:: Article

Lint

Lint, Steve Aylett, Snowbooks, 2007

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Jeff Lint, prolific pulp sci-fi writer, was one of those ‘crazy’ people who went around being ‘original’. The sort of chap who would hand in work dressed as a majorette, wander round ‘blessing’ people, referring to them as my ‘liege’ and also attempting to conjure magic tricks which he just couldn’t master, “a shortcoming he tackled by punching the observer’s lights out just before the moment of wonder”. Heck, what a craaaazzy guy. And guys like this always recruit, at the time of their fame or, more often than not, posthumously, geeky fans. These fans pontificate, articulate and wank over all these eccentricities, hailing their literary God as a brand above the rest, some futuristic being whose madness and methodology is quintessentially era-defining. Steve Aylett, author of Lint, is said archetypal fan. Magically and bizarrely, Aylett succeeds in telling it how it is, littering the text with tangents and placing Lint on a plateau of self importance but with absolutely no analytical judgement of the man in question. In fact, he tends not to question Lint’s motives or his extreme eccentricity and assumes that this kind of behaviour is acceptable if you’re a ‘creative’ writer.

His fast paced biography of a guy who, far from being unique seems to be nothing more than a self-aggrandising, attention seeking cock, is a well-informed love-in of this pulp-lit sci-fi author who was a contemporary of Philip K. Dick and Jack Kerouac. Lint was part of the fifties Beat generation, hanging out with the cool kids, being whacky, getting spooked by Orwell’s Martian prank of 1938 and experimenting with sci-fi political science, so his eccentricity and anti-establishment behaviour was paramount for his reputation. Or perhaps not. Aylett’s homage to Lint is heart-warming in as much that his respect and intensity for his subject matter is blatantly clear, but his boot-licking and cringe-worthy style of writing and sycophantic recollections of some of Lint’s crazier stunts and quotations portrays the man as a bit of a twat — someone who tries just a little too hard to be different / interesting / unique.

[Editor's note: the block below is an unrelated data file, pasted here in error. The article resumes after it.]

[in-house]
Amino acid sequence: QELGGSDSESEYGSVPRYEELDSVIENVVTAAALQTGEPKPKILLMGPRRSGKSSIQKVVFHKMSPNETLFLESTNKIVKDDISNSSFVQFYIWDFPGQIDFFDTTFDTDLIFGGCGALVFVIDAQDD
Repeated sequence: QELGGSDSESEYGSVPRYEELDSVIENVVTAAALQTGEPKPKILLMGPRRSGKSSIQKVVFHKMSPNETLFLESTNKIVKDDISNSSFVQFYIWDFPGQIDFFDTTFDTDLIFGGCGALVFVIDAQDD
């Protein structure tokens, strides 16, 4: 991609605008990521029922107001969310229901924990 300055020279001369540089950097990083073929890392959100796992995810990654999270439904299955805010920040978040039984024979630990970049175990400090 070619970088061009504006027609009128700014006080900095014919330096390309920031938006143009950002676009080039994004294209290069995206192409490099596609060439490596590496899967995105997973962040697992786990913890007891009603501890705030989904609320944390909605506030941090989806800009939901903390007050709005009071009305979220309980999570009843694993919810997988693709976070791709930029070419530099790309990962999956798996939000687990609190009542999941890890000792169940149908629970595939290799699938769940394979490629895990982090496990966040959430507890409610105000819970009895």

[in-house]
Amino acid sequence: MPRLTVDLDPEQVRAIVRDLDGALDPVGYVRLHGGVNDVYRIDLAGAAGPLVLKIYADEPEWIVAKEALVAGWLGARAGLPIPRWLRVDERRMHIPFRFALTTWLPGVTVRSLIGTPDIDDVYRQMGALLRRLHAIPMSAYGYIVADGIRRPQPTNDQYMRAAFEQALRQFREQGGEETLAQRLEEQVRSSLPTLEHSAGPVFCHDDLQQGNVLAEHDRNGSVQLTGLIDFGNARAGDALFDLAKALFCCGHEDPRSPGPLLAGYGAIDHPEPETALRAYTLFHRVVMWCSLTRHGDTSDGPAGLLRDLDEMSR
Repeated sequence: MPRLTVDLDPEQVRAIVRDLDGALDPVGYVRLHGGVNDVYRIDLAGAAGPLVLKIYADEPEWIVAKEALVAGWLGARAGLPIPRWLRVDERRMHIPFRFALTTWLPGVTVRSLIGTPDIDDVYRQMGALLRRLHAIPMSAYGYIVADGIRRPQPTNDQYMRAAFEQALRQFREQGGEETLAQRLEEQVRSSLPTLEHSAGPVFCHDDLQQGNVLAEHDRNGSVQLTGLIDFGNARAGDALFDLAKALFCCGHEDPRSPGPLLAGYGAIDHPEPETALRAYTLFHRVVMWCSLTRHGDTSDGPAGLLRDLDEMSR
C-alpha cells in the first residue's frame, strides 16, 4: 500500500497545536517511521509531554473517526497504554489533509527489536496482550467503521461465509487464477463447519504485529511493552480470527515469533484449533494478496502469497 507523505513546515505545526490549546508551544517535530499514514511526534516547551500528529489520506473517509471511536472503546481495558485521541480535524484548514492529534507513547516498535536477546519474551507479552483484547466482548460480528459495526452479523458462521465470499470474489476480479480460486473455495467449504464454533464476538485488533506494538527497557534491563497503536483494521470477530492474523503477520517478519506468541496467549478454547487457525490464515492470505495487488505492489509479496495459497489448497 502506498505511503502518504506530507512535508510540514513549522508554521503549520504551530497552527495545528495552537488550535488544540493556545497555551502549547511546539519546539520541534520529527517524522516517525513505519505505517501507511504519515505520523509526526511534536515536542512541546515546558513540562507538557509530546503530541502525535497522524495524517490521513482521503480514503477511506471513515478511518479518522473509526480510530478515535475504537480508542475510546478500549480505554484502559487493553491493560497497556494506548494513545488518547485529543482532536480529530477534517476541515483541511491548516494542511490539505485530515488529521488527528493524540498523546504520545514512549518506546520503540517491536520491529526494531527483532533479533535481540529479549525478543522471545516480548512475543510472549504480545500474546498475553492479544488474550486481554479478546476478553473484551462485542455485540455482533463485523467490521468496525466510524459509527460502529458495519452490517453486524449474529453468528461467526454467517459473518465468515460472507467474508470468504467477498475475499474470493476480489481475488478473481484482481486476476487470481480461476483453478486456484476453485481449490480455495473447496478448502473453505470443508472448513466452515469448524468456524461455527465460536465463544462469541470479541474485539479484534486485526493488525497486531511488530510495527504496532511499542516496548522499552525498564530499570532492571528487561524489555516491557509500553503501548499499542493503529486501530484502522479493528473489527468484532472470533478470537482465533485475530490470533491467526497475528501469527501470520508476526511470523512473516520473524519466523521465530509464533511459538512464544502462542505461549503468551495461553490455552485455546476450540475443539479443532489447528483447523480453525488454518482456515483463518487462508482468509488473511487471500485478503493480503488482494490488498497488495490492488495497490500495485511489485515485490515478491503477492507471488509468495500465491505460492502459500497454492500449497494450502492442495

And in order to read this biography, you have to be in a club. Sorry, I mean in ‘THE’ club — lightning quips, memories and references to people, times and places are scantily elucidated and scarcely explained, suggesting prior knowledge is useful, if not a prerequisite. The book is therefore fairly inaccessible and without much background information of the era and only brief contextual references, it’s easy to get lost, especially with oft jumpy chronology.

The life and times of Lint are communicated, in a round about sort of way, and the book is educational and, in parts, mildly funny. A few colourful images of front covers offer light relief and by no means is this book overly high brow for your average reader. However, unless you have any vested interested in pulp science fiction as a genre and have exhausted all the pulp sci-fi books that are available, then it would be difficult to appreciate this offering from Steve Aylett.

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ABOUT THE REVIEWER
Jessica Hope has a Masters degree in Religion and Political Life from the University of Manchester and is currently Director and Editor of The Spike Magazine, with the first issue coming out in the Spring. Hopefully. She has written for and edited numerous Manchester based publications.

First published in 3:AM Magazine: Sunday, February 25th, 2007.